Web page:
The NASDAQ continued to exhibit the solid action shown after breaking out over the November high and challenging, to some extent, the October gapdown point. It touched down on its test Wednesday, tapping at the November peak and then rebounded through Thursday and Friday - very much a market leader, very much a continuing uptrend picture. It is showing solid action: the breakout, the test, and rebound; very solid thus far. With the other indices still weak, however, we have to see how NASDAQ will handle this short, small bounce off of resistance - its first test of the breakout. There was no great surge higher, just a bounce, and now it is looking around wondering "What next?" The important thing is that even though there was not a strong bounce, no one is selling NASDAQ. NASDAQ has not broken back through any support as have the other indices, which is a very key point. NASDAQ is showing excellent strength, and it is going to be one of the X factors in the market moves in the immediate future.

SP500: To recap, SP500 could not hold the lateral consolidation that it formed in June after breaking the December peaks. It failed its attempt to move through the January high at 944, but it reversed and has come back down on that reversal; indeed, now it has broken through the December peaks, the next support level. It managed to bounce up to end the week, but that bounce took it right back to the December peaks. The bounce was off some significant support at 900 - not the most important, but significant. It made it back up to the prior support, and when you break support it often becomes resistance. After Friday the chart has the look of stalling out at that resistance point. This is a textbook setup for more selling that could take it down back to 900, then on toward the bottom of this consolidation range at 875. That is what we have been anticipating once it rolled over two Thursdays back. It does not mean it will not make that break higher, but just that it failed its initial attempt to do so, and now it is back down in its former consolidation range. Typically that means it heads down for a test of that bottom again before it sets up, makes a higher low, and then makes another run at resistance.

SOX is out there on its own, closer to the SP500 than to the NASDAQ in its action. Usually NASDAQ and SOX go more hand and hand, but SOX made two attempts to break out and it failed both times. It is back down in its former range, trying to bounce off the 50 day EMA. It looked pretty good on Wednesday with that bounce, but Thursday and Friday it sputtered and stalled very similar to the action on SP500. There are some semiconductors that look very good and are continuing their uptrends. They look solid and may even present new buy points. The problem is a lot of the chip equipment stocks - those that make the equipment that makes chips - are not doing that well and are holding the index down. It is very much a bifurcated sector right now. As we noted last week, there are some people who are actually starting to like semiconductors. We have liked semiconductors ever since the bottom in the market, and even before that as they were leading higher before the rest of the market figured it out. Now that other people like them, they are having some trouble. Is that not the way it usually is? When the word gets out and they finally get the official sanction, they are getting close to the point where they will struggle, and that is what we are seeing from the semiconductors right now.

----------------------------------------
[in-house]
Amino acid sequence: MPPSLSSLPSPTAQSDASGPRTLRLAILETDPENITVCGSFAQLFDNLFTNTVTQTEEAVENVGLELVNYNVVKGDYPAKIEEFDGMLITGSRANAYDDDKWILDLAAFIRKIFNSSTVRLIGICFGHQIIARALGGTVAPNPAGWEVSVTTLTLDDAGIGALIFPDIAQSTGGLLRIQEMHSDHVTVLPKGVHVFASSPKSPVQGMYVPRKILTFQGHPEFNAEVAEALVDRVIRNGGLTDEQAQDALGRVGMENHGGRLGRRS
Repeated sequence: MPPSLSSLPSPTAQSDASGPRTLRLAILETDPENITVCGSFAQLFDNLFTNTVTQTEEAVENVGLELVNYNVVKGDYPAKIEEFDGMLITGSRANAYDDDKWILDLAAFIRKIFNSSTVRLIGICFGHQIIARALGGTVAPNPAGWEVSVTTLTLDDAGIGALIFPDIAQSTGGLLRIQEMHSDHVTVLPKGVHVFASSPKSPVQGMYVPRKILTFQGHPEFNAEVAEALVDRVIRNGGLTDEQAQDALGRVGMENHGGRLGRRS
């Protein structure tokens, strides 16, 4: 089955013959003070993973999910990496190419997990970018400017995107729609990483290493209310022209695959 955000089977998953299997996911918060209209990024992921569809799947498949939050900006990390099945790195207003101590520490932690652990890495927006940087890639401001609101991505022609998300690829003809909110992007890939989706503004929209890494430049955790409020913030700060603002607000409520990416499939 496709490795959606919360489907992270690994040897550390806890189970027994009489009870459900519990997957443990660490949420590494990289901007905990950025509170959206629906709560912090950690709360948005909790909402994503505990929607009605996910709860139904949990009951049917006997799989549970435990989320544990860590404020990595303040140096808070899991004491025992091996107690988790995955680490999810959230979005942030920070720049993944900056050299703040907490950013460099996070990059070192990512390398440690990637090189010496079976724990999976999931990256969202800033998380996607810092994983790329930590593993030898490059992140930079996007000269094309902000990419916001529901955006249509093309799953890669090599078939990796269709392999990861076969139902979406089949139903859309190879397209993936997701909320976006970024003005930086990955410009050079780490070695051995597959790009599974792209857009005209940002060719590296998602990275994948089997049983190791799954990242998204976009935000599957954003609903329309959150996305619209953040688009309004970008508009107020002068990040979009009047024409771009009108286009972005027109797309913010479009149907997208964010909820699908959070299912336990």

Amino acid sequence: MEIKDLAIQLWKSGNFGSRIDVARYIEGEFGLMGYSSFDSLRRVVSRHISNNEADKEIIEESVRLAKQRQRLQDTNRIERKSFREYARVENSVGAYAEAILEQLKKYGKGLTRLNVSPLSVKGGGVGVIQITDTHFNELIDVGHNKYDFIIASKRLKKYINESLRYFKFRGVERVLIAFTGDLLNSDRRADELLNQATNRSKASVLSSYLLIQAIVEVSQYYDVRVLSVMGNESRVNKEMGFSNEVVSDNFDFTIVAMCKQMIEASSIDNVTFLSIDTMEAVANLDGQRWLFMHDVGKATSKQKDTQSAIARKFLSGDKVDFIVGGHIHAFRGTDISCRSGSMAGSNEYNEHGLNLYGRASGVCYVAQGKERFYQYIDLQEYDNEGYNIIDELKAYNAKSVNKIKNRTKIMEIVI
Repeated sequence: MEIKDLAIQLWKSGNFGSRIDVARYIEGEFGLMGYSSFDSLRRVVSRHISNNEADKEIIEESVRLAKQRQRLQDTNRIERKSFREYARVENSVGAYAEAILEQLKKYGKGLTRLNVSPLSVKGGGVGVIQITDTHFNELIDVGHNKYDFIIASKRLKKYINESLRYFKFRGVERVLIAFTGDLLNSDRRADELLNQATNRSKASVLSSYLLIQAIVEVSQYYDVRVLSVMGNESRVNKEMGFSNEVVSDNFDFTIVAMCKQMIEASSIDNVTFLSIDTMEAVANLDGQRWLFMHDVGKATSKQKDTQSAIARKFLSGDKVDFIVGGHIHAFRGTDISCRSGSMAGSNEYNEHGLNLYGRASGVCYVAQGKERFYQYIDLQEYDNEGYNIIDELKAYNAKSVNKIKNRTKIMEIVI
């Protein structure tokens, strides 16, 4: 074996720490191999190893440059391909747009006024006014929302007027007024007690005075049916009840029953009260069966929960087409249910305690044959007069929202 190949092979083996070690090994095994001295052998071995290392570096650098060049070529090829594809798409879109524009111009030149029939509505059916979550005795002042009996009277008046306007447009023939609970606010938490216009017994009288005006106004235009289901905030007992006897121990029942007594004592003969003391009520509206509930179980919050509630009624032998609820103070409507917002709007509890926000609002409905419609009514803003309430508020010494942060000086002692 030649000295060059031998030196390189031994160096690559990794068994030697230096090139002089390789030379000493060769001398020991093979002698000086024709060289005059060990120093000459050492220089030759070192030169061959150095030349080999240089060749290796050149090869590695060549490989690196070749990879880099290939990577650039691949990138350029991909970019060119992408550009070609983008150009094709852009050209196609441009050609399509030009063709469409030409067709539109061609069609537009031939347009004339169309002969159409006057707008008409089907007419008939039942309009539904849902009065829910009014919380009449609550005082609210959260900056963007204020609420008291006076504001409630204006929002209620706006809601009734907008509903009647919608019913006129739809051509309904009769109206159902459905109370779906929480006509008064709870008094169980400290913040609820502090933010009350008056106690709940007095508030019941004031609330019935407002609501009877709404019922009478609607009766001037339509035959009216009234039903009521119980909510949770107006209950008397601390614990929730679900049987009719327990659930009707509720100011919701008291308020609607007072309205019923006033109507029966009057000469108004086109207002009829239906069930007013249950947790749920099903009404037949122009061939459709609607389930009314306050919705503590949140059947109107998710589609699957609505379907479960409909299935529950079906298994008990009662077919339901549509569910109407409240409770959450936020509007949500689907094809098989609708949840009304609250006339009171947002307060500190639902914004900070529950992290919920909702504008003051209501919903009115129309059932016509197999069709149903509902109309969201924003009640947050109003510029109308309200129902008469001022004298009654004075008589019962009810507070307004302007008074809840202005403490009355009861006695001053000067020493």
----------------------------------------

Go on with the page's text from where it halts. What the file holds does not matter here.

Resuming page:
It was a tough week for the stocks that had been leading the market. There were not a lot of breakdowns from key stocks, which was good to see, but there were some in the commodities, energy, and industrial leadership groups. Those are the inflation trades, and as the dollar strengthened, the G8 talked of reducing stimulus, and the economic data was better than expected, the inflation trades sold back. The theory is that central banks around the world will not have to produce so much currency in order to fund their woeful economies. If there is economic improvement there are more jobs and more goods and services bought and sold, and that creates tax revenue and lessens the need to run the printing presses and continue massive spending in the name of stimulus. We are a long way from that kind of recovery, but that is what the market has been digesting over the past week - this idea that maybe there is an economic recovery, maybe there will not be as much money printed and that the Fed might have to hike rates. That is not going to be the case in all likelihood, given the policies - both monetary and fiscal - that we have in place right now, and the fact that we are talking about huge national healthcare program. It is going to be very hard to avoid printing money, especially when you have the kind of policies that echo the Great Depression era and the 1970's - policies that tend to prolong the malaise that occurs after these recessions.